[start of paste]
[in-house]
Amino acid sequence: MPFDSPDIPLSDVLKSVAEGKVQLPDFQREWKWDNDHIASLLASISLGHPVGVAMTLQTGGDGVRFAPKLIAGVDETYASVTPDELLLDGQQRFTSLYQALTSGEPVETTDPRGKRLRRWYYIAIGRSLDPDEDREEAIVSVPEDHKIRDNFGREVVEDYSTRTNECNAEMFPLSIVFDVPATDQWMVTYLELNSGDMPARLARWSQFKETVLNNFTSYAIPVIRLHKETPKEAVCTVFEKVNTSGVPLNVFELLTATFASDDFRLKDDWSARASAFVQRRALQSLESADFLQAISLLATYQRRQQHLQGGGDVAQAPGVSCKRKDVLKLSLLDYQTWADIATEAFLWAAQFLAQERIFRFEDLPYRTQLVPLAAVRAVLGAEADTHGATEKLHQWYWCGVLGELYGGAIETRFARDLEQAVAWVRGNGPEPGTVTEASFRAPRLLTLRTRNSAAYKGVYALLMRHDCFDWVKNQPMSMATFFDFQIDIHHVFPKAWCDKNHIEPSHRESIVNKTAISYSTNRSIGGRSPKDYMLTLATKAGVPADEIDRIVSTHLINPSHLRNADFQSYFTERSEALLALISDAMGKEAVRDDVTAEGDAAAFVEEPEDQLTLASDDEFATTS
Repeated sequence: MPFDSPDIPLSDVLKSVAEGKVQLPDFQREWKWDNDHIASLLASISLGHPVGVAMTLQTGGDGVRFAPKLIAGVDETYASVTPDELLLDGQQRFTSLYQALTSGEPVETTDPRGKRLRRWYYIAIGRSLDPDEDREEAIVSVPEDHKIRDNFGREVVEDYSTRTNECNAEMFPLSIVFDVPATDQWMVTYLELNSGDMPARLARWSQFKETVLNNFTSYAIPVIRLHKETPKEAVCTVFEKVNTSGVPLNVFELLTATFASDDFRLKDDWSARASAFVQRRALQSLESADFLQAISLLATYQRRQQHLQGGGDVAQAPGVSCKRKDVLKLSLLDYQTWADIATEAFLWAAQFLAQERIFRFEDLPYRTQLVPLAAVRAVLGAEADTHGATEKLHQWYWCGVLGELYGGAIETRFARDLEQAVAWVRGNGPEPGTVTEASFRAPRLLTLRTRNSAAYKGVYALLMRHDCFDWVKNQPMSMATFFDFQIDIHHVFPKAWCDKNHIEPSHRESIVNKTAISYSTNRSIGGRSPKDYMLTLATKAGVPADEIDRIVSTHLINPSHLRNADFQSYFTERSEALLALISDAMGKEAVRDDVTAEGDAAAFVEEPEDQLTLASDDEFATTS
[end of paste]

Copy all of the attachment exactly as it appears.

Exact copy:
[in-house]
Amino acid sequence: MPFDSPDIPLSDVLKSVAEGKVQLPDFQREWKWDNDHIASLLASISLGHPVGVAMTLQTGGDGVRFAPKLIAGVDETYASVTPDELLLDGQQRFTSLYQALTSGEPVETTDPRGKRLRRWYYIAIGRSLDPDEDREEAIVSVPEDHKIRDNFGREVVEDYSTRTNECNAEMFPLSIVFDVPATDQWMVTYLELNSGDMPARLARWSQFKETVLNNFTSYAIPVIRLHKETPKEAVCTVFEKVNTSGVPLNVFELLTATFASDDFRLKDDWSARASAFVQRRALQSLESADFLQAISLLATYQRRQQHLQGGGDVAQAPGVSCKRKDVLKLSLLDYQTWADIATEAFLWAAQFLAQERIFRFEDLPYRTQLVPLAAVRAVLGAEADTHGATEKLHQWYWCGVLGELYGGAIETRFARDLEQAVAWVRGNGPEPGTVTEASFRAPRLLTLRTRNSAAYKGVYALLMRHDCFDWVKNQPMSMATFFDFQIDIHHVFPKAWCDKNHIEPSHRESIVNKTAISYSTNRSIGGRSPKDYMLTLATKAGVPADEIDRIVSTHLINPSHLRNADFQSYFTERSEALLALISDAMGKEAVRDDVTAEGDAAAFVEEPEDQLTLASDDEFATTS
Repeated sequence: MPFDSPDIPLSDVLKSVAEGKVQLPDFQREWKWDNDHIASLLASISLGHPVGVAMTLQTGGDGVRFAPKLIAGVDETYASVTPDELLLDGQQRFTSLYQALTSGEPVETTDPRGKRLRRWYYIAIGRSLDPDEDREEAIVSVPEDHKIRDNFGREVVEDYSTRTNECNAEMFPLSIVFDVPATDQWMVTYLELNSGDMPARLARWSQFKETVLNNFTSYAIPVIRLHKETPKEAVCTVFEKVNTSGVPLNVFELLTATFASDDFRLKDDWSARASAFVQRRALQSLESADFLQAISLLATYQRRQQHLQGGGDVAQAPGVSCKRKDVLKLSLLDYQTWADIATEAFLWAAQFLAQERIFRFEDLPYRTQLVPLAAVRAVLGAEADTHGATEKLHQWYWCGVLGELYGGAIETRFARDLEQAVAWVRGNGPEPGTVTEASFRAPRLLTLRTRNSAAYKGVYALLMRHDCFDWVKNQPMSMATFFDFQIDIHHVFPKAWCDKNHIEPSHRESIVNKTAISYSTNRSIGGRSPKDYMLTLATKAGVPADEIDRIVSTHLINPSHLRNADFQSYFTERSEALLALISDAMGKEAVRDDVTAEGDAAAFVEEPEDQLTLASDDEFATTS